Within Tuscany, many esteemed wines have their own respective sub-zones, including Chianti, Brunello di Montalcino and Vino Nobile di Montepulciano. The climate is Mediterranean and the topography consists mostly of picturesque rolling hills, scattered with vineyards.

Sangiovese at its simplest produces straightforward pizza-friendly wines with bright red fruit and not much more, but at its best it shows remarkable complexity. Top-quality Sangiovese-based wines can be expressive of a range of characteristics such as sour cherry, balsamic, dried herbs, leather, fresh earth, dried flowers, anise and tobacco. Brunello expresses well the particularities of vintage variations and is thus popular among collectors who like to cellar the same wine over multiple years. Chianti is associated with tangy and food-friendly dry wines at various price points. A more recent phenomenon as of the 1970s is the “Super Tuscan”—a wine made from international grape varieties like Cabernet Sauvignon, Merlot, Cabernet Franc and Syrah, with or without Sangiovese. These are common in Tuscany’s coastal regions like Bolgheri, Val di Cornia, Carmignano and the island of Elba.

Bordeaux Blends

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One of the world’s most classic and popular styles of red wine, Bordeaux-inspired blends have spread from their homeland in France to nearly every corner of the New World, especially in California, Washington and Australia. Typically based on either Cabernet Sauvignon or Merlot and supported by Cabernet Franc, Malbec and Petit Verdot, these are sometimes referred to in the US as “Meritage” blends. In Bordeaux itself, Cabernet Sauvignon dominates in wines from the Left Bank of the Gironde River, while the Right Bank focuses on Merlot. Often, blends from outside the region are classified as being inspired by one or the other.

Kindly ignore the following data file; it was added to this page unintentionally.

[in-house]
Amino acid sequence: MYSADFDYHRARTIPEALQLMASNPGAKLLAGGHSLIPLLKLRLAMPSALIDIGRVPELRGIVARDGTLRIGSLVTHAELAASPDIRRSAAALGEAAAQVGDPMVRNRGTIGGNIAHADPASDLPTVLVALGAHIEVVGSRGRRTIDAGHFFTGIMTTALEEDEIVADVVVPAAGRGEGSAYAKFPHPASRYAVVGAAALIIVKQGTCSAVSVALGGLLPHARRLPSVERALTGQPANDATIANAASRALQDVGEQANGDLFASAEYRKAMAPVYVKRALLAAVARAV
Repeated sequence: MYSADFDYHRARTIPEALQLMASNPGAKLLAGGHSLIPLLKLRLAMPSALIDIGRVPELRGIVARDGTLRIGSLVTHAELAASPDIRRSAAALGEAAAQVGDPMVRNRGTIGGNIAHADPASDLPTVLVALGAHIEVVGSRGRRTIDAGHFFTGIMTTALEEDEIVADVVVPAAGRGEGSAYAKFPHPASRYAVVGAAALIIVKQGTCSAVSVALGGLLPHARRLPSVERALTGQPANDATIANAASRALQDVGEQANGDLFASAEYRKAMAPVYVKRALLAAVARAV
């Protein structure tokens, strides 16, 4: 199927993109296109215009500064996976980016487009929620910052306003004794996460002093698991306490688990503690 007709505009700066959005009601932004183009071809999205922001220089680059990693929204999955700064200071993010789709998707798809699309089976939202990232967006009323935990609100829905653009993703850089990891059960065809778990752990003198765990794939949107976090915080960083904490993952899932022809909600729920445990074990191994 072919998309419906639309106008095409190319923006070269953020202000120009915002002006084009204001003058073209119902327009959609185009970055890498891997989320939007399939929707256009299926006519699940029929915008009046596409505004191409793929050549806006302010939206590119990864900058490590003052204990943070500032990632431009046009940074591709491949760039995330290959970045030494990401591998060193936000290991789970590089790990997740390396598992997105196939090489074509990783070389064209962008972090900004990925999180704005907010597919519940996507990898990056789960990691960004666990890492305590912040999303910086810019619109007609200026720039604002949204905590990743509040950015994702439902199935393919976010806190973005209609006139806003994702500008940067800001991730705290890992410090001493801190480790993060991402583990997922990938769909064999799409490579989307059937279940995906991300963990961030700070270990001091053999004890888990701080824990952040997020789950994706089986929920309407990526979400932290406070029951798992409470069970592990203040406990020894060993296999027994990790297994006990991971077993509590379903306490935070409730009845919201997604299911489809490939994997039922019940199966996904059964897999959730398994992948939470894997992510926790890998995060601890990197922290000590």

In the Glass

Cabernet-based, Left-Bank-styled wines are typically more tannic and structured, while Merlot-based wines modeled after the Right Bank are softer and suppler. Cabernet Franc can add herbal notes, while Malbec and Petit Verdot contribute color and structure. Wines from Bordeaux lean towards a highly structured and earthy style whereas New World areas (as in the ones named above) tend to produce bold and fruit-forward blends. Either way, Bordeaux red blends generally have aromas and flavors of black currant, cedar, plum, graphite, and violet, with more red fruit flavors when Merlot makes up a high proportion of the blend.

Perfect Pairings

Since Bordeaux red blends are often quite structured and tannic, they pair best with hearty, flavorful and fatty meat dishes. Any type of steak makes for a classic pairing. Equally welcome with these wines would be beef brisket, pot roast, braised lamb or smoked duck.

Sommelier Secret

While the region of Bordeaux is limited to a select few approved grape varieties in specified percentages, the New World is free to experiment. Bordeaux blends in California may include equal amounts of Cabernet Franc and Malbec, for example. Occassionally a winemaker might add a small percentage of a non-Bordeaux variety, such as Syrah or Petite Sirah for a desired result.

YNG435429_2008 Item# 123011